Working in Alor, Eastern Indonesia, 2011
(see more pictures)
 

Laura C. Robinson

Postdoctoral Researcher
University of Alaska, Fairbanks
Department of Linguistics
lcrobinson@alaska.edu

       

Research Interests:
I am interested in language documentation, language revitalization, linguistic fieldwork, historical linguistics, Philippine languages, Austronesian languages, non-Austronesian languages of the Pacific, and the Alor-Pantar languages of Eastern Indonesia.

I am currently working on the Alor-Pantar languages of Eastern Indonesia as part of a EuroBABEL project, including the subgrouping and classification of the Alor-Pantar languages, loan words in the Alor-Pantar languages (especially from Austronesian languages), and the dialectology of Blagar. 

I am also working on the subgrouping and classification of the languages of northeastern Luzon (Philippines), and advancing the methodology of language documentation. I have been actively involved with training native speakers of endangered languages to do language documentation, particularly at the Language Documentation Training Center at the University of Hawai'i, Manoa.

Publications:
Ajo, Frances, Valerie Guerin, Ryoko Hattori and Laura C. Robinson. 2010. Native speakers as documenters: A student initiative at the University of Hawai'i, Manoa. IN Language documentation: Practice and values, ed. by Lenore Grenoble and N. Louanna Furbee. Chicago: John Benjamins.

Honeyman, Tom & Laura C. Robinson. 2007. Solar power for the digital fieldworker. Language Documentation & Conservation 1(1): 17-27.

Robinson, Laura C. 2006. Archiving directly from the field. IN Sustainable data from digital fieldwork, ed. by Linda Barwick and Nicholas Thieberger, 23-32. Sydney, Australia: Sydney University Press.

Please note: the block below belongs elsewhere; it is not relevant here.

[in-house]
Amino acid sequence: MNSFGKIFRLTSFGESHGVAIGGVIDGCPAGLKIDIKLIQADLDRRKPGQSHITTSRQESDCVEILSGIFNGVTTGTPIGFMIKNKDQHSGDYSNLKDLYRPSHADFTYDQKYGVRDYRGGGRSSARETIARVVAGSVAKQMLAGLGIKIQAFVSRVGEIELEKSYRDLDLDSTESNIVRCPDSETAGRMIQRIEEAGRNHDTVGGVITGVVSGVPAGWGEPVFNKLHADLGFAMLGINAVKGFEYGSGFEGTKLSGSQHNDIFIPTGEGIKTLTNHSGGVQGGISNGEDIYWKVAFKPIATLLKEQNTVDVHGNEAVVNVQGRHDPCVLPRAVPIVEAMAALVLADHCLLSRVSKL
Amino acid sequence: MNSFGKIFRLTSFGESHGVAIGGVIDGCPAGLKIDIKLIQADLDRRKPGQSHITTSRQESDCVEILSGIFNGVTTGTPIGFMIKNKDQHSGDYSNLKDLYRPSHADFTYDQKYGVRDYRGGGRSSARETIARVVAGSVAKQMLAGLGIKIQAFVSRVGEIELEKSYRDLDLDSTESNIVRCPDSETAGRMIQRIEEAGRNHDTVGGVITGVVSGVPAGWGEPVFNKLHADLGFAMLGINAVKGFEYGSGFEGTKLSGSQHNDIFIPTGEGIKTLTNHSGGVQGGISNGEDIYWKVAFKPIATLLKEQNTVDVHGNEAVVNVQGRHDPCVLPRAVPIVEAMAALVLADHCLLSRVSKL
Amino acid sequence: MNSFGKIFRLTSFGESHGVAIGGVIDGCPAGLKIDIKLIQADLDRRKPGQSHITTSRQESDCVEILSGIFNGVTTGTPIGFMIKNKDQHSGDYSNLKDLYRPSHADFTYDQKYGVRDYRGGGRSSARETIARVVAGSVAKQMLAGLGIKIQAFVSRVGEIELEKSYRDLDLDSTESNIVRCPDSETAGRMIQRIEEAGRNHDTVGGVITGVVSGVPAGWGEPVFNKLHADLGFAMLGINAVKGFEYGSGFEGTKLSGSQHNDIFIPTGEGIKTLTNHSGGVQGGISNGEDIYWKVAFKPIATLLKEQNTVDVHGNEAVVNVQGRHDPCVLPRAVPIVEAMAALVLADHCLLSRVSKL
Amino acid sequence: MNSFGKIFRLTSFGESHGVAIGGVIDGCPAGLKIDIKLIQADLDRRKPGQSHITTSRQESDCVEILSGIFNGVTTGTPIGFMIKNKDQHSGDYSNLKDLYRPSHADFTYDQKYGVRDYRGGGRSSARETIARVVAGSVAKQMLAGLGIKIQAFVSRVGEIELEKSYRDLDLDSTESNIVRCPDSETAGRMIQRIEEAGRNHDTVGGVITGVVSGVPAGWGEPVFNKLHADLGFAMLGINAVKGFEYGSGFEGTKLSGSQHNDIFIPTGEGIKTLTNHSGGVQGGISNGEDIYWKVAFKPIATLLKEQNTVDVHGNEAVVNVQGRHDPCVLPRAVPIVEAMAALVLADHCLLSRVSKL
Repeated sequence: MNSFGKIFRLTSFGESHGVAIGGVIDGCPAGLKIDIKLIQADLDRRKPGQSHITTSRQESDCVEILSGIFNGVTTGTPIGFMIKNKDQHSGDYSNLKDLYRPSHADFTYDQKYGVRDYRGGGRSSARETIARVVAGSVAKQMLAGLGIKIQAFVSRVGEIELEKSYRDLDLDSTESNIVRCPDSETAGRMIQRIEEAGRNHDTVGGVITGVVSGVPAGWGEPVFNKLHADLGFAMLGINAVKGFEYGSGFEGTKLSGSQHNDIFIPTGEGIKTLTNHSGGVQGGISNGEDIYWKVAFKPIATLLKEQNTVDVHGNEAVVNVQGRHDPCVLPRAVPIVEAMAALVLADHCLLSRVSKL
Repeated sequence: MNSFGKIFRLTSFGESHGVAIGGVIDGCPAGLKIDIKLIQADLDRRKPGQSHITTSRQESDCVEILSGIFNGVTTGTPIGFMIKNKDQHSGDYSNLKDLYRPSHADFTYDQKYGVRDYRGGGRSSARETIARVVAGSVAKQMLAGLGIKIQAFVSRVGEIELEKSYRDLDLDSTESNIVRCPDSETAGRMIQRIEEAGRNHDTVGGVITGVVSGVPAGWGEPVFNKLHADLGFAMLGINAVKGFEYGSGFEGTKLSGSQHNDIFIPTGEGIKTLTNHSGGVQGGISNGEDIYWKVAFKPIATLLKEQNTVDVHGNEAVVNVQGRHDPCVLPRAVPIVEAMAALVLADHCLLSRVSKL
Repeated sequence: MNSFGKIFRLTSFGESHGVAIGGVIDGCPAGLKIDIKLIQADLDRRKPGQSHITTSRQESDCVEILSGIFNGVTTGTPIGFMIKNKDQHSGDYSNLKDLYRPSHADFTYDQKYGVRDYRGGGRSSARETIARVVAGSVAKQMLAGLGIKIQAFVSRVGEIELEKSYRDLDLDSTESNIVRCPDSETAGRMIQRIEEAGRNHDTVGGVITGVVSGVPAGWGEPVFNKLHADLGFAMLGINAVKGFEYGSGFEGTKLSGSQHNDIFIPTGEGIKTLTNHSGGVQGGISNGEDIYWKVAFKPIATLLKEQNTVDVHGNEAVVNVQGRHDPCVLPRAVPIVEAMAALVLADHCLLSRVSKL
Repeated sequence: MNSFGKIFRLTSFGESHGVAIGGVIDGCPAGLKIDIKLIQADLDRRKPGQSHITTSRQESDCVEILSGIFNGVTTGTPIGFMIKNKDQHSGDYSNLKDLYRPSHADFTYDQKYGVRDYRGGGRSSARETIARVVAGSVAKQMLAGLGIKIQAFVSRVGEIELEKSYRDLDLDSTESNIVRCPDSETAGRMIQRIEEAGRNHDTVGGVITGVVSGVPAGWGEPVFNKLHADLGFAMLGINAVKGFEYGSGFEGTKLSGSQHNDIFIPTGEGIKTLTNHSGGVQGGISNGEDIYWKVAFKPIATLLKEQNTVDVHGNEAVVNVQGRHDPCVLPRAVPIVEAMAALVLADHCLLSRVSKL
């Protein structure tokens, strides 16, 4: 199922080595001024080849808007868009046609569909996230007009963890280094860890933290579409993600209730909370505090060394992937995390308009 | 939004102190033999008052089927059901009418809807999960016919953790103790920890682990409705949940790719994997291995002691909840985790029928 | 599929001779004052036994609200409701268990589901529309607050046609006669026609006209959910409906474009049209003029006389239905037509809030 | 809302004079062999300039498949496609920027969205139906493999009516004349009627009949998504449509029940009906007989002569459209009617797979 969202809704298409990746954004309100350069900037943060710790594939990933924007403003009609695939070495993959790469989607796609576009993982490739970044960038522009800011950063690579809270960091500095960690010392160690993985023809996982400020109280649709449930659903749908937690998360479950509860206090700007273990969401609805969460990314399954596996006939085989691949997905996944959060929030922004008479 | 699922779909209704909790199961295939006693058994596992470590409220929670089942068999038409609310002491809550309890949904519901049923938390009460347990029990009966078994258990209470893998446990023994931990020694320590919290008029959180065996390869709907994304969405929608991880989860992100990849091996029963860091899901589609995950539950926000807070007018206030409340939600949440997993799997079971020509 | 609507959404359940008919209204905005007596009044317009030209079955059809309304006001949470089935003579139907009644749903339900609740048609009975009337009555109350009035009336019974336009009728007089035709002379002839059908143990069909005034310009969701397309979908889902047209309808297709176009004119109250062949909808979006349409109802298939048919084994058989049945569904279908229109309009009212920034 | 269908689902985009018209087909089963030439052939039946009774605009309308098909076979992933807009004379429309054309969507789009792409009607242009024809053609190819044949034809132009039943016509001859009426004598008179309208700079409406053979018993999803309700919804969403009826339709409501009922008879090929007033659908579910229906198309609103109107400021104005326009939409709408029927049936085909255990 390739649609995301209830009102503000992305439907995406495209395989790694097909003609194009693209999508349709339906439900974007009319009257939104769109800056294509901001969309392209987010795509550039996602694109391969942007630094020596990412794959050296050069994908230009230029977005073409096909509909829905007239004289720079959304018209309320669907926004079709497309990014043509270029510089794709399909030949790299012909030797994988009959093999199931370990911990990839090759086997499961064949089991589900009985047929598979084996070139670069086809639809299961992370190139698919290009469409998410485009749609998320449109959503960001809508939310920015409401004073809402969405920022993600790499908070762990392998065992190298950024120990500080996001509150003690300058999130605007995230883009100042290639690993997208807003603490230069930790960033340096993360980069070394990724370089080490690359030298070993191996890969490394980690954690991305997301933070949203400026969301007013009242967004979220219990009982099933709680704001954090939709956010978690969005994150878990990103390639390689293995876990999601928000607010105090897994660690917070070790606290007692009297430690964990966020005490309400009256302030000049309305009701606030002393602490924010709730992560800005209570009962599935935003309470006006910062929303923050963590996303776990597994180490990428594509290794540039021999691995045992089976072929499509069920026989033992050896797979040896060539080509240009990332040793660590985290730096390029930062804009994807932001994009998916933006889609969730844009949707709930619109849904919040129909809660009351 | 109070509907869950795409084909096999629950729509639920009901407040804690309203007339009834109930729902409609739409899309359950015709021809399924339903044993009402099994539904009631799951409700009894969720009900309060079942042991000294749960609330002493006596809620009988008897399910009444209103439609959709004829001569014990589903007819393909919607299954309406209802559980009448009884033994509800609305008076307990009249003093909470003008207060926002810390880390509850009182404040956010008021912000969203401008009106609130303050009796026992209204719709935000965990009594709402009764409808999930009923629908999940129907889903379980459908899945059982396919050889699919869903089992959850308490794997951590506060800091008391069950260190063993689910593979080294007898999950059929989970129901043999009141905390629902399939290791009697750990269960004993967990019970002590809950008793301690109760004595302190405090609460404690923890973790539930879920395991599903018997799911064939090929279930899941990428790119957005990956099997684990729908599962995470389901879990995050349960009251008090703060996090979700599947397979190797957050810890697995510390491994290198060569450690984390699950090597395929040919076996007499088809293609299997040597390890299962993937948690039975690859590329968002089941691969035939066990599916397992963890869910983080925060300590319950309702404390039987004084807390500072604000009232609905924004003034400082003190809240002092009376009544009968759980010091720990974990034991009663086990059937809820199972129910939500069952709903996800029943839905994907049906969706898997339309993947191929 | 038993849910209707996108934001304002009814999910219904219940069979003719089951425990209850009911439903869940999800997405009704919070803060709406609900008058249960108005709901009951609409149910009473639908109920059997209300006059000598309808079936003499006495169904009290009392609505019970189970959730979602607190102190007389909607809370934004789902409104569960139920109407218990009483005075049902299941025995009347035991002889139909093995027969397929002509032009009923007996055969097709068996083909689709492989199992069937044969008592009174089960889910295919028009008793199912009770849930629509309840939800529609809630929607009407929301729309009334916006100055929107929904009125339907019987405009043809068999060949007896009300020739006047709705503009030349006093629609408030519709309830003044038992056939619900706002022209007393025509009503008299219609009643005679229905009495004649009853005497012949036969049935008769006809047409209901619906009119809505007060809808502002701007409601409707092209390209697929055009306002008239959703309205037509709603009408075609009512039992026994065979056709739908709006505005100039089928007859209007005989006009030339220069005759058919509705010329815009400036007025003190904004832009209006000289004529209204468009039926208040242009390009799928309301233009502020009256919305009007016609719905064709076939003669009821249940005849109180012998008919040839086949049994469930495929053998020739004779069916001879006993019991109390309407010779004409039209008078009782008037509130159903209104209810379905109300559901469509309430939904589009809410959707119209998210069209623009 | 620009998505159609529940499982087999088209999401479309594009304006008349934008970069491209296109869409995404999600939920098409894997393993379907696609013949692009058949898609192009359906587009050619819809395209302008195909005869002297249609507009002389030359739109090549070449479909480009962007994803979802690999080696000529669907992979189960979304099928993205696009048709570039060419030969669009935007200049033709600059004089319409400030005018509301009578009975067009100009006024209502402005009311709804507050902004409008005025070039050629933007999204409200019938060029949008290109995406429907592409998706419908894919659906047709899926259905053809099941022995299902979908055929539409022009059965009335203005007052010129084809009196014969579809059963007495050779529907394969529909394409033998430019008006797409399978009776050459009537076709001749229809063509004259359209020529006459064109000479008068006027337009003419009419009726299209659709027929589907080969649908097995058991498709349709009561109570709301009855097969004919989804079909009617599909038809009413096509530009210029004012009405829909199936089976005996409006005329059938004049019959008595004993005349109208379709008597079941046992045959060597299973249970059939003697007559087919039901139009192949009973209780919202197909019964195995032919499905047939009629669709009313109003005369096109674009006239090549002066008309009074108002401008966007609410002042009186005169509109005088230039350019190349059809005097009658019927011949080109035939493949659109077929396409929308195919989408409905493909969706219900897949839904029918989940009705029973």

Robinson, Laura C. 2005. A grammatical sketch of Tindal Dusun. University of Hawai'i Working Papers in Linguistics 36(5):1-31.

Dissertation Abstract:
Dupaningan Agta is an Austronesian language spoken in northeastern Luzon, Philippines by approximately 1,400 semi-nomadic hunter-gatherers belonging to the Negrito ethnic minority. The language is endangered and is rapidly losing child speakers. This dissertation introduces the language situation and discusses phonology (synchronic and historical) and morphosyntax (word order, word classes, the verb complex, aspect, case marking, nominalization, question formation, relative clauses and other essential aspects of Dupaningan grammar). Dupaningan Agta has a relatively simple phonological system, with fifteen consonants and five vowels. Morphosyntactically, the language has a typical Philippine-type "focus" or "symmetrical voice" system. Finally, this dissertation includes a substantial vocabulary and selection of texts. Download the dissertation in PDF here.

Education:
PhD, Linguistics, 2008, University of Hawai'i, Manoa
B.A., Linguistics & Anthropology, 2002, University of California, Davis

Courses:
Introduction to Linguistic Morphology (Fall 2011, University of Alaska Fairbanks) [syllabus]
Seminar in Language Documentation (Spring 2009, Rice University) [syllabus]
Field Methods: Part 2 of a 2 semester course (Spring 2009, Rice University) [syllabus]
Field Methods: Part 1 of a 2 semester course (Fall 2008, Rice University) [syllabus]
Historical Linguistics (Fall 2008, Rice University)
Introduction to Linguistics (Summer 2009, Holy Names University)
Introduction to the study of languages (2007-2008, University of Hawai'i at Manoa) [syllabus]

Class handouts you may find useful:
Using Toolbox to make dictionaries [pdf]
Interlinearizing with Toolbox [pdf]
Using Audiamus to build a multimedia corpus [pdf]
Funding sources for graduate students [pdf]
Useful tips for MS Word for linguists [pdf]

A copy of my CV [PDF]